The phase I/II trial in ischemic stroke will use the same neural stem cells used in the ALS trial in the US. However, the cells will be injected directly into the brain instead of the spinal cord. There has been a significant amount of clinical experience involving injections of stem cells into the brain that has established the surgical procedure and area of administration of the cells. As a result the surgical technique for administering stem cells into the brain has been reasonably established, but the stem cells have been ineffective. The Chinese trial can be conducted on the shoulders of these earlier trials.

A phase I/II trial will start in late 2012 or early 2013. It will involve nine to eighteen patients who have suffered neurological damage due to ischemic stroke. The procedure will involve five injections given at different depths of the brain. Interim data from the trial is expected by 2Q or 3Q, 2013 and will be primarily related to safety.

Under Chinese regulatory practice, a phase II trial could start almost immediately, so that it could begin in 2Q or 3Q, 2013. This could involve 100 patients suffering from neurological damage due to ischemic stroke. Surgeries will begin after the patients have been stabilized and will be combined with physical therapy. There will be a control group that receives only physical therapy. The completion of enrollment and initial results could be reported in as soon as one year so that results may be available in 2Q or 3Q, 2014. Stroke has been extensively studied in clinical trials and there are a number of wellvalidated scales that evaluate functional recovery. Success in the phase II trial could lead to approval in China in 2H, 2015.

Clinical Trials in Mexico

The company has also planned for a development program in Mexico that will use the same neural stem cells in both ALS and spinal cord patients. Mexican surgeons have already been trained at Emory on how to perform the procedure. The plan is to start with a short phase I/II trial using the dose established in the phase II trial in the US involving number of cells per injection and also number of injections.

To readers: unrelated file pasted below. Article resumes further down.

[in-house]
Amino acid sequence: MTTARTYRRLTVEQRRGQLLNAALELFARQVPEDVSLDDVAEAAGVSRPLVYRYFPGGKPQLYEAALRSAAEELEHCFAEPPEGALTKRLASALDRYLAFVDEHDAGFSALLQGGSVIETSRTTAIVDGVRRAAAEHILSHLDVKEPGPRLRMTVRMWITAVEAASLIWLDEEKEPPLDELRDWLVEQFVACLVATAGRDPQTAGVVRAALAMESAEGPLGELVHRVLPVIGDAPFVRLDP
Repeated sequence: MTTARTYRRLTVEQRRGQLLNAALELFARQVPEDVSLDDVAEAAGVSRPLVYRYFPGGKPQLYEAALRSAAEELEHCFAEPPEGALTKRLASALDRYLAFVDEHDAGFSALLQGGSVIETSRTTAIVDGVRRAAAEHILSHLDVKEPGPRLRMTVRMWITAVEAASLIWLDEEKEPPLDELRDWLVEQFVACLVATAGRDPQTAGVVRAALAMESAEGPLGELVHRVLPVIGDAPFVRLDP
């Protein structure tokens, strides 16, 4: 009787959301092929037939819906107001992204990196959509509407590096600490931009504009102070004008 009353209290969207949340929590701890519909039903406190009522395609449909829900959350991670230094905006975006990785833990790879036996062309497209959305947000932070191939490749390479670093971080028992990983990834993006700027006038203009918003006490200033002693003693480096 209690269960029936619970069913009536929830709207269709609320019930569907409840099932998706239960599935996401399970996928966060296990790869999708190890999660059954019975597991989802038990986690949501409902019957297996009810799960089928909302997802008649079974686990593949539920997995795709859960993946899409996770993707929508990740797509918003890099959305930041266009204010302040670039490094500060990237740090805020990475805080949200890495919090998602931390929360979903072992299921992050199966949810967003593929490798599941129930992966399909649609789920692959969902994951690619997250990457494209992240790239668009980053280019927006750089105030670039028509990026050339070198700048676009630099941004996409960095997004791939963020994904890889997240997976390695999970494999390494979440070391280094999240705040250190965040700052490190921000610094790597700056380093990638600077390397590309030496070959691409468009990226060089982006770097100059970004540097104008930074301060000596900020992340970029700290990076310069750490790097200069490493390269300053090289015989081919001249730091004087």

Off of this short phase I/II trial, the plan is to then go directly into a phase III trial involving 100 patients. Neuralstem is cash constrained so that it cannot undertake this trial on its own and will only go forward if it finds a partner willing to bear the expenses of the trial. Neuralstem reports that there is considerable interest from partners, but has not issued guidance that it will sign a partnering agreement.

For the sake of discussion, if we assume a partnering deal is done in 1Q, 2013, the intial phase I/II trial could be completed by 3Q, 2013 with initial results in 1Q, 2014. This could allow the start of the phase II/III trial in 1H, 2014. It would take about two years to complete the trial and report results so that regulatory approval could be sought in 1H, 2016 and approval gained in late 2016 or early 2017, all assuming favorable outcomes.

The Small Molecule Program, NSI-189

One of Neuralstem's cell lines produces hippocampalneurons when allowed to differentiate in culture. These cells have been used to screen for new drug candidates that might protect and repair the hippocampus, the area of the brain that is responsible for memory and learning. Because Neuralstem is the only company to have this cell line, it gives rise to molecules with unique mechanisms of action.

For many years, investigators thought there was no neurogenesis (growth of new neurons) after birth, but this view is changing. Research now suggests that neuron formation in adulthood does occur in two regions of the brain: the sub-ventricular zone lining the lateral ventricles and the sub-granular zone of the hippocampus. Early neuroanatomists considered the nervous system fixed and incapable of regeneration. Adult neurogenesis is an example of a long-held scientific theory being overturned.